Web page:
Safe driving : part 1

About the Author

Cori Trout has been working professionally with horses in some capacity since 2003. She pursued an Associated in Applied Sciences: Equine Science and afterwards finished her BFA in Art Education. From there she sought, and obtained certification through the American Riding Instructors’ Association (ARIA), currently holding a Level II Certification in Dressage, Driving, and Recreational Riding. After buying a Belgian mare with her husband in 2006, her interest in learning to drive horses was sparked and grew into not only learning how to drive, but how to train horses (and other hooved creatures!) to drive as well. Using sound dressage principles and a systematic, thorough approach she helps both humans and horses learn how to better communicate with each other to create harmonious partnerships. She is based in Queen Creek, Arizona, USA with her husband, children, and horses.

Basic Groundwork Training

Safety is essential in training the driving horse, both for the driver and for the horse.

Safe training involves two things, being sure the horse fully understands and is prepared for each step of training and having safeguards built-in, just in case.

One of the things I emphasize with my students is this:

It is not that the horse would do something; it is that the horse could do something.

In this series, I will cover important safety points in each stage of training the driving horse, from basic groundwork to hitching for the first time so that you can have increased success and less risk of an accident while working with your horses.

  • Part one: Basic groundwork
  • Part two: Introducing draft
  • Part three: The drag
  • Part four: Preparation for and hitching the first time

Basic groundwork

The basic groundwork for driving horses must teach the horse how to yield to pressure, whether from the whip, reins, traces, shafts, pole, or the handler’s hands and body.

The basics training includes:

  • ·yielding the shoulders and the hips
  • ·Lunges nicely in all three gaits (walk, trot, canter)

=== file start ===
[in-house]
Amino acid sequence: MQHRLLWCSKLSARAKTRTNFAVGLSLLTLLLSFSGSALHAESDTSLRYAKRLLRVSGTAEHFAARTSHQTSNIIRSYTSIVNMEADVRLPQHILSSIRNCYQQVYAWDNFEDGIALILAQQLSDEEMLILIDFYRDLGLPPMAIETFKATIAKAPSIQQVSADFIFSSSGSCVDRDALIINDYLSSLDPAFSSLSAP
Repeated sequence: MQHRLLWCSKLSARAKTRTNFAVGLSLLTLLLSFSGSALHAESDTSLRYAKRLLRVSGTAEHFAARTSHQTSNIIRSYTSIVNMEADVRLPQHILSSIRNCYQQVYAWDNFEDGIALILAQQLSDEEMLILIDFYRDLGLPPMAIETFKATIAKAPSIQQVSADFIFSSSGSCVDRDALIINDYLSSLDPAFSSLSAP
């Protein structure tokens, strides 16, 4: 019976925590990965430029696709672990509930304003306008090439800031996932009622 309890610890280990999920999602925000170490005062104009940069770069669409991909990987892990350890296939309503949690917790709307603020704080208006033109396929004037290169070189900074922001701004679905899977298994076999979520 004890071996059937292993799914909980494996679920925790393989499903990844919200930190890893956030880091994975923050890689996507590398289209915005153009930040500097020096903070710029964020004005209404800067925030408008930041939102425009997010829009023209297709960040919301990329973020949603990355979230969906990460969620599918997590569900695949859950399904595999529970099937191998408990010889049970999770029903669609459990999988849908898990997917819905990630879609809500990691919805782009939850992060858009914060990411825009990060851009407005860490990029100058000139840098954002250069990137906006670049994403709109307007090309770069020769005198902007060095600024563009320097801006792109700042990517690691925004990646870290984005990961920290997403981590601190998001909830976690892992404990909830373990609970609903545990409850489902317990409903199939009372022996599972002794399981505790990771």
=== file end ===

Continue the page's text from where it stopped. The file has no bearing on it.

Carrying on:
• ·Long lining in all three gaits

·and most importantly, to halt and stand until told to do otherwise. Especially important because a driving horse must reliably stand still while being harnessed and hooked, and unhooked from a vehicle.

Holding the lines safely

There are a few points to consider when working the horse from the ground.

Any time you have a line in your hand attached to the horse, you want to be sure that it is folded across your hand instead of looped around it.

If the line is looped around your hand, you can’t drop the line should the horse pull away or even stumble. As the horse pulls, the coils tighten around the hand, and you run the risk of being jerked off your feet or, if a loop happens to get around a finger, losing a finger. I like to wear gloves as it gives me extra grip and protection should something happen, and it is much easier to buy a new pair of gloves than to grow back layers of skin!

If you don’t want to carry the extra line in your hand, it should be tossed out straight behind you and well out of the way. If it ends up coiled under your feet, there is the chance of getting your legs tangled in it and being tripped up and possibly dragged.

Yielding

Yielding the hips and shoulders in-hand is used to introduce the horse to the whip aids so that the horse can understand that the whip means “move sideways” and not just “move faster.” Once the horse does it well yielding away from the handler it should learn to move the hip and shoulder towards the handler. If your goal is to both ride and drive your horse, this becomes very useful in teaching the horse to step up beside a mounting block or another object so you can swing aboard.

Lungeing teaches the horse basic voice aids and how to be responsible for its movements. It also helps to build strength and balance. Lungeing sessions should be reasonably short to avoid repetitive stress on the joints. I work the horse long enough to be sure it is listening and build on the previous sessions.

Long lining

Before long lining for the first time, you should introduce your horse to the bridle they will be using. Practice in-hand flexions so that the horse understands how to give to the rein pressure.

Then, using a single line, wrap it across the horse’s hip and ask it to yield to the contact and turn and face you. This action gets the horse used to responding to the outside rein and having the line across the hips.

When long lining the horse should be fitted with its bridle and at least a lungeing surcingle. A saddle can work as well if you tie the stirrups together under the belly and run the lines through them. If you use a full driving harness, run the lines through the shaft loops to prevent the horse from twisting underneath them and getting the lines tangled around the terrets.

Ideally, the outside line should stay above the horse’s hocks on turns and circles. Direction changes are always made away from the driver. If direction changes are made at the trot, the driver may need to jog to keep up, and one should get the horse used to someone jogging beside and behind them before trying it on the long lines. Some horses might get frightened by someone suddenly chasing after them, even if it is only for a few steps, so be sure to prepare your horse for that by jogging in hand or running a couple of steps while lungeing before you do it with the long lines.

Once the horse is going well on the long lines in the walk, trot, and canter, you can prepare for the next stage of training: Introducing Draft.

Check out part 2 in the next issue of the Journal

This article first appears in the EA Journal in February 2022 – Get your free copy

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